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Pest fish brought under control at Travis Wetland

Thursday, May 18, 2017   Posted in: Signatory Notice Board By: Administrator With tags: water, environmental health

Christchurch City Council Newsline: 17th May 2017

A pest fish dubbed the “possum of the waterways” has been almost eradicated from Travis Wetland.

Rudd are native to Europe, Russia and central Asia, and were illegally introduced into New Zealand in 1967. The pest fish, which compete with native fish species and damage habitat, have spread around lakes, ponds and rivers throughout the North Island as well as Canterbury and Nelson.

Council Park Ranger John Skilton fishing for rudd.They were first detected in Travis Wetland Nature Heritage Park by Christchurch City Council Park Rangers in 2008.

Council and Department of Conservation staff immediately targeted the fish in April that year, with help from Travis Wetland Trust volunteers.

On the first night of fishing 400 rudd were caught. High numbers were also caught in 2009 and 2010 using fine mesh nets, known as gill nets.

However, after four consecutive seasons of zero catches, Council staff now believe that close to a decade of hard work to remove the fish from Travis Wetland’s central pond has paid off.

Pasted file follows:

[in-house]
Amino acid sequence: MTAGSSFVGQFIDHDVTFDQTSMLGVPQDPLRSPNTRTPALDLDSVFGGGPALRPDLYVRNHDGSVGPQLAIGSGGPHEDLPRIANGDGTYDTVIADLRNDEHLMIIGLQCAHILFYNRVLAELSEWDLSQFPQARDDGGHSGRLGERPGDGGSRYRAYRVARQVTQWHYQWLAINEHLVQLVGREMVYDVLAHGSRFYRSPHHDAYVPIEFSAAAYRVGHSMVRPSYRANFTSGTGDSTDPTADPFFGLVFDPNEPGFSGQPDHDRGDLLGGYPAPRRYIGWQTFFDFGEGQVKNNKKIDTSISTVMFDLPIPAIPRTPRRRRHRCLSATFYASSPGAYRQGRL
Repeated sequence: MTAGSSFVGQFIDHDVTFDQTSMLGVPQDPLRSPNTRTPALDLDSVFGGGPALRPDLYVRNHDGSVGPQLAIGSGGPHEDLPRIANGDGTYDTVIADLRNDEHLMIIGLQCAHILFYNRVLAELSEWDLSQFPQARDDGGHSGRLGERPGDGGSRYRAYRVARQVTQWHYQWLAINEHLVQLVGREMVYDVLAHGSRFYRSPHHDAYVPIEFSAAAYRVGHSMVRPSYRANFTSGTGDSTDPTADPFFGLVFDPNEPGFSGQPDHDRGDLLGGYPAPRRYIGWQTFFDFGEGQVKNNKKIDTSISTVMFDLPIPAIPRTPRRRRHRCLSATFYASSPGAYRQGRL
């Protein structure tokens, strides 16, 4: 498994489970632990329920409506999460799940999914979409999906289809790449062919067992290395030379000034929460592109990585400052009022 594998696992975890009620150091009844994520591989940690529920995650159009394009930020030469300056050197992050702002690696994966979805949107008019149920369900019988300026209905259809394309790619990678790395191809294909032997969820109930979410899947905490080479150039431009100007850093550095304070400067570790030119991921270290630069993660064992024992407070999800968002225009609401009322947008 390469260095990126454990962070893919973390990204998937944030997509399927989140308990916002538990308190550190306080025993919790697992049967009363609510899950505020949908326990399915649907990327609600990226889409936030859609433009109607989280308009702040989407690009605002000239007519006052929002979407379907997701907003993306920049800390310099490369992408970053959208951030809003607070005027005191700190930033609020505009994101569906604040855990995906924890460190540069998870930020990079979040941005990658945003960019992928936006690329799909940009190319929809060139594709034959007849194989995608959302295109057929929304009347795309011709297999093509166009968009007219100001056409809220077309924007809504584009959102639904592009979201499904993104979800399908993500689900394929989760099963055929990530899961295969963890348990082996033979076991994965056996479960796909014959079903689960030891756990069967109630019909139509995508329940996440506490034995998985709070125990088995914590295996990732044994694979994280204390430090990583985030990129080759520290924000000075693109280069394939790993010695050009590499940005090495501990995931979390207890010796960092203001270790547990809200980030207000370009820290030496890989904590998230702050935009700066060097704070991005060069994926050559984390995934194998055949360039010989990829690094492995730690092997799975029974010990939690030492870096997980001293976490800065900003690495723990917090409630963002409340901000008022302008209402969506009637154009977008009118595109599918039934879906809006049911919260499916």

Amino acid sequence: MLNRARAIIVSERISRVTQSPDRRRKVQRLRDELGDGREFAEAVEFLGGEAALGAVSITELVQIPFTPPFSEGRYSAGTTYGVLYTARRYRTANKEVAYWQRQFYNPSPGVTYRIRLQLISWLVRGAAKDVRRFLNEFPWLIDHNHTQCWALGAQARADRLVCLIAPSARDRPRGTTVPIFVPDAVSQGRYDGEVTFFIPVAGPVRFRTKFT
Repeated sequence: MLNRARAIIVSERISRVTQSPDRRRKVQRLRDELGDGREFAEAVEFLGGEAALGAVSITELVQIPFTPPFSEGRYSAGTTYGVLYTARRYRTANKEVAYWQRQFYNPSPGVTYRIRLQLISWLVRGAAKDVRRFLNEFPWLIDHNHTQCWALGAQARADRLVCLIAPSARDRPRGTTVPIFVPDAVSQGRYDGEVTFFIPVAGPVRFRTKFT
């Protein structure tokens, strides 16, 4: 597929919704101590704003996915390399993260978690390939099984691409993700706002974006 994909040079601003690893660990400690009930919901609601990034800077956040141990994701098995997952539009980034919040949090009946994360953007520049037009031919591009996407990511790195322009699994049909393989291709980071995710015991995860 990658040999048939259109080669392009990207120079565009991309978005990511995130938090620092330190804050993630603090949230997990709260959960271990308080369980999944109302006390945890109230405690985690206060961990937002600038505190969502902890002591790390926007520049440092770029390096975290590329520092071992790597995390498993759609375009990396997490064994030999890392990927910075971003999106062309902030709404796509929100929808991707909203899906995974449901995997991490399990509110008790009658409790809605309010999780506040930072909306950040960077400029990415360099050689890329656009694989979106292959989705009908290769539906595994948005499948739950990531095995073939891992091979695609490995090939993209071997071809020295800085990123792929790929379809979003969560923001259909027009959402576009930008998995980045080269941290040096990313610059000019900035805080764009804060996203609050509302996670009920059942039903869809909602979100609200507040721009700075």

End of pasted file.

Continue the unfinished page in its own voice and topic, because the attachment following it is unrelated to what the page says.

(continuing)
“We feel confident that we have reduced rudd's environmental impact to near zero," says Council Park Ranger John Skilton.

“It’s great to know that all that effort we’ve put in over the years has been worthwhile. It’s been a lot of hours in various weather conditions. If we hadn’t started fishing back in 2008 our waterways would have been overrun with them within two or three years.”

Just one fish can lay up to 50,000 eggs in spawning season. Although no rudd have been caught in the past four years, they are likely to be present in very low numbers and on-going monitoring is needed, he says. 

“We have to keep going, we can’t stop, but instead of up to six months of fishing each year we will just do one session in February.”

Local ecology company Wildlands Consultants have independently verified Council monitoring and confirmed the zero catch. 

A rudd fish found at Lake Roto Kohatu. Photo courtesy of Helen McCaughan of WildIt is hoped that bringing rudd under control will lead to an increase in the number and size of native fish species such as short-finned eel, inanga, black flounder, smelt, common bully and giant bully.

Members of the public should report any sightings of rudd to the Department of Conservation.

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